Limpopo (province, South Africa)
Limpopo, province (2011 pop. 5,404,868), 48,554 sq mi (125,754 sq km), NE South Africa. In 1994, under South Africa's post-apartheid constitution, Limpopo was created from the northern portion of the former province of Transvaal. First known as Northern Transvaal, then Northern Province, it was given its present name in 2003. It is bounded by Zimbabwe (N), Mozambique (E), Mpumalanga, Gauteng, and North West provinces (S). and Botswana (W).
The province, which named after the Limpopo River, is in the far northeast of the country. It is in an area of subtopical mixed grasslands and trees, commonly known as "bushveld." Polokwane is the capital and largest municipality.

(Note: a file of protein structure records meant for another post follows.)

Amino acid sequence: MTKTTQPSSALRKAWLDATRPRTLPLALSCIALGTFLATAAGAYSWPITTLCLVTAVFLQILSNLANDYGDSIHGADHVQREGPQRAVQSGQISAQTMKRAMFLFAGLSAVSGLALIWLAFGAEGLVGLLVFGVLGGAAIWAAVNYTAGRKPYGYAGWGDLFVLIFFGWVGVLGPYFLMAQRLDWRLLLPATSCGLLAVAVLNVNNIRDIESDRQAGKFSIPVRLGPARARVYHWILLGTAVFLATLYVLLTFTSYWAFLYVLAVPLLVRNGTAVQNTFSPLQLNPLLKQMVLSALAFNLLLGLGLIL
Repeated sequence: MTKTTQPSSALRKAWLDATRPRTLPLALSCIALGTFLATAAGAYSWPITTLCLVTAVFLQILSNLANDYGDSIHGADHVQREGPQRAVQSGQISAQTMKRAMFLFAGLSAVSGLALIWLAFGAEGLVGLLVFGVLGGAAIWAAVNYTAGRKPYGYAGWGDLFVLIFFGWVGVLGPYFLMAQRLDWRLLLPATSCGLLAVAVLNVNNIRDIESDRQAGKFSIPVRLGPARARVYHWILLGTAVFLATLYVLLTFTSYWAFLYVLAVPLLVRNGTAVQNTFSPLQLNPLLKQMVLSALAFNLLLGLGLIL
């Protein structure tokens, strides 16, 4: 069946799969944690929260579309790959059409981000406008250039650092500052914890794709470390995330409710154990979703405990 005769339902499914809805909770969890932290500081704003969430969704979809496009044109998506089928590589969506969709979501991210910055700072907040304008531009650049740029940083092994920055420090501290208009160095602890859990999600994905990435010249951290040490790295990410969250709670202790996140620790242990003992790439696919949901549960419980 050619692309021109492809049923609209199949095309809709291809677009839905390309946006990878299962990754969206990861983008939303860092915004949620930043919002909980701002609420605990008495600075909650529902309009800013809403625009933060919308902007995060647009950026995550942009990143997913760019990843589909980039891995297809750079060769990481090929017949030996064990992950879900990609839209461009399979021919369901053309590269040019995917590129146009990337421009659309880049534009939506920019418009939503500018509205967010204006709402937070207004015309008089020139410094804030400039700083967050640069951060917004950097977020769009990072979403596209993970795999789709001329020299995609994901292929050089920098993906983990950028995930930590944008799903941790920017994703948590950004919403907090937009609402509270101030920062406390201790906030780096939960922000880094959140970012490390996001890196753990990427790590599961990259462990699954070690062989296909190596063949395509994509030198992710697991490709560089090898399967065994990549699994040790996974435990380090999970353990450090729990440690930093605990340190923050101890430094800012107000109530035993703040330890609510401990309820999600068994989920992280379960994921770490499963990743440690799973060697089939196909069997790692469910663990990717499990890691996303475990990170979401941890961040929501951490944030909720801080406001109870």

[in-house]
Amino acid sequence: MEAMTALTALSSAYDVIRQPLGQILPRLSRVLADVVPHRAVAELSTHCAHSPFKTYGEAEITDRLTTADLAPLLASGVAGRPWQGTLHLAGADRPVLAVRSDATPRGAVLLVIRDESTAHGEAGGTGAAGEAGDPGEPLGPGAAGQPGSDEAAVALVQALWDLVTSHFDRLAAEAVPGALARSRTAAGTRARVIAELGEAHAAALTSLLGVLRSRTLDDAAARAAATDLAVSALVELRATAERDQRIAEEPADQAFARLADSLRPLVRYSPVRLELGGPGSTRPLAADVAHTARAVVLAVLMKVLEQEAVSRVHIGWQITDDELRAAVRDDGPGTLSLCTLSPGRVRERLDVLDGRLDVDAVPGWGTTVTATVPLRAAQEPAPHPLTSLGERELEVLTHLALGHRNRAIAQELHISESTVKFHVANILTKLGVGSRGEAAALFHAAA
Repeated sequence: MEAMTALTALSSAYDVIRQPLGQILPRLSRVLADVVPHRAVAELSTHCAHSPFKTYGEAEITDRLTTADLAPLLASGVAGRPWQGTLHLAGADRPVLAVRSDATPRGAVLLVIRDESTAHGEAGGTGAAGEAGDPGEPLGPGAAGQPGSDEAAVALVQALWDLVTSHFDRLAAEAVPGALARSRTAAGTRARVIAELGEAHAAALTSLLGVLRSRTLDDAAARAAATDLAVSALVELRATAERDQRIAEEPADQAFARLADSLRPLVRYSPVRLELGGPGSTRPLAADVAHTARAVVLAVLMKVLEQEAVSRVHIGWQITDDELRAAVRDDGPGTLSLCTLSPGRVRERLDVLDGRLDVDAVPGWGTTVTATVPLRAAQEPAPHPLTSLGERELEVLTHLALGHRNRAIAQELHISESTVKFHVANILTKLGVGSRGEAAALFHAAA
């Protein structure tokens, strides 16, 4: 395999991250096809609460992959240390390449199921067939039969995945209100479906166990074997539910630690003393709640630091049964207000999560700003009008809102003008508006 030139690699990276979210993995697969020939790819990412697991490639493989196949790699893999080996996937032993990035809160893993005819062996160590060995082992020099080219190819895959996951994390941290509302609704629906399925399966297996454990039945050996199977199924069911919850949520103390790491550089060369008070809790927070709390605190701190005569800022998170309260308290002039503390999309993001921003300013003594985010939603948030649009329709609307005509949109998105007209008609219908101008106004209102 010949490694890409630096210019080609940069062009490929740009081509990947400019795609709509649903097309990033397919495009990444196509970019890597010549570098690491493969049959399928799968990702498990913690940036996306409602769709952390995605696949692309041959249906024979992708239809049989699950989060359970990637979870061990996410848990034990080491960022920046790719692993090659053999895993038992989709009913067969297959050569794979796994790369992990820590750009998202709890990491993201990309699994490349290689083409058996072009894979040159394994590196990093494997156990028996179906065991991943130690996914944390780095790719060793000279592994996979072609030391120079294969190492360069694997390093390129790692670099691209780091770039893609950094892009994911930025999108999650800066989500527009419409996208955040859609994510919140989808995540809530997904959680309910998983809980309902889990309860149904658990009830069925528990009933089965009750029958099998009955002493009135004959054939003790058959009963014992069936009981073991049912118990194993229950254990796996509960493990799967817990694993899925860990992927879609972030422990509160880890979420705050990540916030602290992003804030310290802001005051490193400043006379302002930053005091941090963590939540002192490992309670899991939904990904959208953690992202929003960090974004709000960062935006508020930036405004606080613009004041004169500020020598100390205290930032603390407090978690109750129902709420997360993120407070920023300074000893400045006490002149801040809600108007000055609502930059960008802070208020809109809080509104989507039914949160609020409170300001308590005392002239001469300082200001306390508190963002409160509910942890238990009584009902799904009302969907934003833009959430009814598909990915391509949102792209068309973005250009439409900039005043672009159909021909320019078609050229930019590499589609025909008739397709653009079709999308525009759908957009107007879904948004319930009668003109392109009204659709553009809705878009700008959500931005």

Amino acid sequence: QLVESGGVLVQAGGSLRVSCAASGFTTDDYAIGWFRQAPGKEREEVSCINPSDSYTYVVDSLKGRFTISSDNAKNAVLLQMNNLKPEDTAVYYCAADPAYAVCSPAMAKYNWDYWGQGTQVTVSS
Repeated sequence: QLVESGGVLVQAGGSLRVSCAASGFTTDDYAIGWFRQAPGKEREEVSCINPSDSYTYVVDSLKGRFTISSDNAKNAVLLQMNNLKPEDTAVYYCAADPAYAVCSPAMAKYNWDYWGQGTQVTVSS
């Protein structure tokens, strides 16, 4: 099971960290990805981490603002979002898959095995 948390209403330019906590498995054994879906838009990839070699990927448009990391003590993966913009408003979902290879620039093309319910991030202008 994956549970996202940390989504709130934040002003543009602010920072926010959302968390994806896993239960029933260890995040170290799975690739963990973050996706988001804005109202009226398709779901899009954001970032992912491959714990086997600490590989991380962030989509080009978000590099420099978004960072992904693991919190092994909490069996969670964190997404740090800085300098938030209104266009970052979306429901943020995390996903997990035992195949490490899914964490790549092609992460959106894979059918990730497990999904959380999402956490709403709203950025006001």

Limpopo has abundant mineral resources, including platinum, gold, diamonds, copper, emeralds, and coal. Along with mining, agriculture and tourism are the other economic mainstays. Cattle ranching is important, as is forestry and the raising of fruits and vegetables, coffee, nuts, cotton, and tobacco. The northern portion of Kruger National Park is in the province. The principal languages are Northern Sotho, Tsonga, and Venda.